Hubble Captures the Brilliant Heart of a Massive Galaxy

这个模糊的光球是一个巨大的椭圆星系,充满了难以置信的2000亿颗恒星。与螺旋星系不同的是,椭圆星系有着清晰的结构和独特的旋臂,看起来相当光滑,没有任何特征。这可能就是为什么这个名为梅西耶49 (M49)的星系在1771年被法国天文学家查尔斯梅西耶发现。M49距离5600万光年,直径15.7万光年,是室女座星系团中被发现的第一个星系,它的亮度比任何与其距离或更近的星系都要高。




图片来源:ESA/Hubble & NASA, J. Blakenslee, P. Cote等。

This fuzzy orb of light is a giant elliptical galaxy filled with an incredible 200 billion stars. Unlike spiral galaxies, which have a well-defined structure and boast picturesque spiral arms, elliptical galaxies appear fairly smooth and featureless. This is likely why this galaxy, named Messier 49 (M49), was discovered by French astronomer Charles Messier in 1771. At a distance of 56 million light-years and measuring 157,000 light-years across, M49 was the first member of the Virgo Cluster of galaxies to be discovered, and it is more luminous than any other galaxy at its distance or nearer.

Elliptical galaxies tend to contain a larger portion of older stars than spiral galaxies and also lack young, blue stars. Messier 49 itself is very yellow, which indicates that the stars within it are mostly older and redder than the Sun. In fact, the last major episode of star formation within the galaxy was about six billion years ago — before the Sun was even born!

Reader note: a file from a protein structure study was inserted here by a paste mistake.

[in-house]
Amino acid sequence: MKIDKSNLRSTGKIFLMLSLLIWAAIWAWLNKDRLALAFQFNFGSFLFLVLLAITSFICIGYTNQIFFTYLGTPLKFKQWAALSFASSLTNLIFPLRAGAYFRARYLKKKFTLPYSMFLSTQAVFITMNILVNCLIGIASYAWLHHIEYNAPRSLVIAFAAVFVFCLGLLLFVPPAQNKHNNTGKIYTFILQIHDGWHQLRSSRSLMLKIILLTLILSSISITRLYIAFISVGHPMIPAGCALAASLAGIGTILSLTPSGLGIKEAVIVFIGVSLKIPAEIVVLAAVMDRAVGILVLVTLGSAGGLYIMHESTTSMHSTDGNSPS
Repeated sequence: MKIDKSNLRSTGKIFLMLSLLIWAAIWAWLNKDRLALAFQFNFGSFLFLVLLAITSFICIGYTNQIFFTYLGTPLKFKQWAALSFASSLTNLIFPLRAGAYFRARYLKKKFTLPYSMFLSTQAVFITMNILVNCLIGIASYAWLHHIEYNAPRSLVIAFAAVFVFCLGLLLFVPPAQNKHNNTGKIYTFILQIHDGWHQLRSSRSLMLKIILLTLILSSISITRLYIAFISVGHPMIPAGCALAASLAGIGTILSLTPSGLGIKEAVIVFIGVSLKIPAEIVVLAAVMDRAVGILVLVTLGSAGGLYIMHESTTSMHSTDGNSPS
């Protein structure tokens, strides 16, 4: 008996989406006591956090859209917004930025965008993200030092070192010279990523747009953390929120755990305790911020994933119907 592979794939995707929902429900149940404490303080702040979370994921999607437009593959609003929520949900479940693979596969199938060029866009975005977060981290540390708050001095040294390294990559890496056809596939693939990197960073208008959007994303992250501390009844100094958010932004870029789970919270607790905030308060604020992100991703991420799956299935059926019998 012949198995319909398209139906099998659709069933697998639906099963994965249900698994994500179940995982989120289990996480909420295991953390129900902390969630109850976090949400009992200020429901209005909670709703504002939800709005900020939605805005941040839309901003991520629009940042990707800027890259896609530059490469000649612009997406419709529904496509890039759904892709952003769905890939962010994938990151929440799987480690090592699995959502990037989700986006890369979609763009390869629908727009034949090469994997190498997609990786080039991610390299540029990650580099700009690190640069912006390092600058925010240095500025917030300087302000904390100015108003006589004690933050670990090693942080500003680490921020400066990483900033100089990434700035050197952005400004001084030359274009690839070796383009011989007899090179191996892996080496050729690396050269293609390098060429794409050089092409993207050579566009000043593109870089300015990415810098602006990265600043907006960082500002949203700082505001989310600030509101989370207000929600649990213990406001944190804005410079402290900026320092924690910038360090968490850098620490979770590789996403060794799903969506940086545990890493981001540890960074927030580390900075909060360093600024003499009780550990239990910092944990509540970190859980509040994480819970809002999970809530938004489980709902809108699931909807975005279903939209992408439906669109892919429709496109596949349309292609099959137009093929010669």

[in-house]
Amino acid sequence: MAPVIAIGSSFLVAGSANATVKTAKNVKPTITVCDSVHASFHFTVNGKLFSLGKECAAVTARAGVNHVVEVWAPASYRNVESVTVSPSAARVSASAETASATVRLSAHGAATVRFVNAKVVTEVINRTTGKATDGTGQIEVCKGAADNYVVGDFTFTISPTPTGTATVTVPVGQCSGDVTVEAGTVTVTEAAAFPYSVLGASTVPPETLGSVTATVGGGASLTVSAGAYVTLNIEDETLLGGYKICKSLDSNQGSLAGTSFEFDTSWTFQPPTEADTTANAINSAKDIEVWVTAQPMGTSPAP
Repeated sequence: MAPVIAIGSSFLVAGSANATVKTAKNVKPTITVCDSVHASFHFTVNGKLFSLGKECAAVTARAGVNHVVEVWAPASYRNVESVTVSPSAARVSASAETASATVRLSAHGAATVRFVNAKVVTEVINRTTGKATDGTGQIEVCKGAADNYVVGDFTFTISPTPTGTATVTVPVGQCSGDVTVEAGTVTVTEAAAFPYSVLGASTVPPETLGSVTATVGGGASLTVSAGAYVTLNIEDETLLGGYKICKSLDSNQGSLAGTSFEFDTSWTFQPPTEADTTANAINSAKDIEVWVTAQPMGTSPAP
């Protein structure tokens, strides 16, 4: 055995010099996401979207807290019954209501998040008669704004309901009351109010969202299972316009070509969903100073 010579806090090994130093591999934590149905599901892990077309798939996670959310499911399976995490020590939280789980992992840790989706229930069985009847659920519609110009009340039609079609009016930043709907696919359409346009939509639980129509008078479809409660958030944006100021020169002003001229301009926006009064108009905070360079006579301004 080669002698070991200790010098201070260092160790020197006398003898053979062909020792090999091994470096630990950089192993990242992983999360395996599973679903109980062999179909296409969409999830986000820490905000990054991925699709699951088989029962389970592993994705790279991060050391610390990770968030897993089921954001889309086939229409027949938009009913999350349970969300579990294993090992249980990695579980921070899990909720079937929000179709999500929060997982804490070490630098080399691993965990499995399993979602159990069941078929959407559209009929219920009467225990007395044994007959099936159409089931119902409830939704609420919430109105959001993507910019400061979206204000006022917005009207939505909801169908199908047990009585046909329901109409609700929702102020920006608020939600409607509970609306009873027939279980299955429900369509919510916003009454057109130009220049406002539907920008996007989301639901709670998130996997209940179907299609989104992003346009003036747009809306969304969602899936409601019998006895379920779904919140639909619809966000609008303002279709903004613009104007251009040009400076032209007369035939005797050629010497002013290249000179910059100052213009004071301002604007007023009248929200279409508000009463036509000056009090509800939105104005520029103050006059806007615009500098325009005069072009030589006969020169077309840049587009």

Messier 49 is also rich in globular star clusters; it hosts about 6,000 — a number that dwarfs the 150 found in and around the Milky Way. On average, these clusters are 10 billion years old. Messier 49 is also known to host a supermassive black hole at its center with the mass of more than 500 million Suns, identifiable by the X-rays pouring out from the heart of the galaxy. (As this Hubble image comprises optical and infrared observations, these X-rays are not visible here.)

Messier 49 is featured in Hubble’s Messier catalog, which includes some of the most fascinating objects that can be observed from Earth’s Northern Hemisphere. See the NASA-processed image and other Messier objects at:

Image Credit: ESA/Hubble & NASA, J. Blakenslee, P. Cote et al.
Text Credit: European Space Agency (ESA)